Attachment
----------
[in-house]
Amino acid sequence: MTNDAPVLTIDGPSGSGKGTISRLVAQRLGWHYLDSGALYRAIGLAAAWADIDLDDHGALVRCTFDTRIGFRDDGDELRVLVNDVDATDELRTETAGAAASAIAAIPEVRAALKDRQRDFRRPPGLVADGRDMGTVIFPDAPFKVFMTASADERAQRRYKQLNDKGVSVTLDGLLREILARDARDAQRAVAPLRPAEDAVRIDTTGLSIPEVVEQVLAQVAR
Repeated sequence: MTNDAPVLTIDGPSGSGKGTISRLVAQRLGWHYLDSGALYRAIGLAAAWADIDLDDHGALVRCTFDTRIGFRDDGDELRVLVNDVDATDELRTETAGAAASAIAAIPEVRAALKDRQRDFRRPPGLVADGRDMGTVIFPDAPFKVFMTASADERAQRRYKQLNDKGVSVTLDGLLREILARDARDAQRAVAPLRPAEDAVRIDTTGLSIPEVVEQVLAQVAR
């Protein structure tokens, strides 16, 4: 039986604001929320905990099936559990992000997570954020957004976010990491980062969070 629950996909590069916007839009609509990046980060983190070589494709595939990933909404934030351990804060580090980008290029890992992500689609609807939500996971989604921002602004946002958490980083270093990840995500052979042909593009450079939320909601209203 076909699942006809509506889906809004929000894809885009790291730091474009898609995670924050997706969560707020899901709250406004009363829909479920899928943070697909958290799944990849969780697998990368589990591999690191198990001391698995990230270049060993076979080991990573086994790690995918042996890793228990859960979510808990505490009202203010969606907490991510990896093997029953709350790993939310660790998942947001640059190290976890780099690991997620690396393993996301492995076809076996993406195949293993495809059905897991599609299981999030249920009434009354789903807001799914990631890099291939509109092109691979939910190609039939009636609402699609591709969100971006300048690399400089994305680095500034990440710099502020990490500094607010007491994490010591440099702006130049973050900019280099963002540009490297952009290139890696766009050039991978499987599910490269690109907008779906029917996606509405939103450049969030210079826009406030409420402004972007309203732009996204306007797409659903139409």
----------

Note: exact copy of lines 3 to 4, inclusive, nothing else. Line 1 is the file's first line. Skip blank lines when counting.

Repeated sequence: MTNDAPVLTIDGPSGSGKGTISRLVAQRLGWHYLDSGALYRAIGLAAAWADIDLDDHGALVRCTFDTRIGFRDDGDELRVLVNDVDATDELRTETAGAAASAIAAIPEVRAALKDRQRDFRRPPGLVADGRDMGTVIFPDAPFKVFMTASADERAQRRYKQLNDKGVSVTLDGLLREILARDARDAQRAVAPLRPAEDAVRIDTTGLSIPEVVEQVLAQVAR
């Protein structure tokens, strides 16, 4: 039986604001929320905990099936559990992000997570954020957004976010990491980062969070 629950996909590069916007839009609509990046980060983190070589494709595939990933909404934030351990804060580090980008290029890992992500689609609807939500996971989604921002602004946002958490980083270093990840995500052979042909593009450079939320909601209203 076909699942006809509506889906809004929000894809885009790291730091474009898609995670924050997706969560707020899901709250406004009363829909479920899928943070697909958290799944990849969780697998990368589990591999690191198990001391698995990230270049060993076979080991990573086994790690995918042996890793228990859960979510808990505490009202203010969606907490991510990896093997029953709350790993939310660790998942947001640059190290976890780099690991997620690396393993996301492995076809076996993406195949293993495809059905897991599609299981999030249920009434009354789903807001799914990631890099291939509109092109691979939910190609039939009636609402699609591709969100971006300048690399400089994305680095500034990440710099502020990490500094607010007491994490010591440099702006130049973050900019280099963002540009490297952009290139890696766009050039991978499987599910490269690109907008779906029917996606509405939103450049969030210079826009406030409420402004972007309203732009996204306007797409659903139409």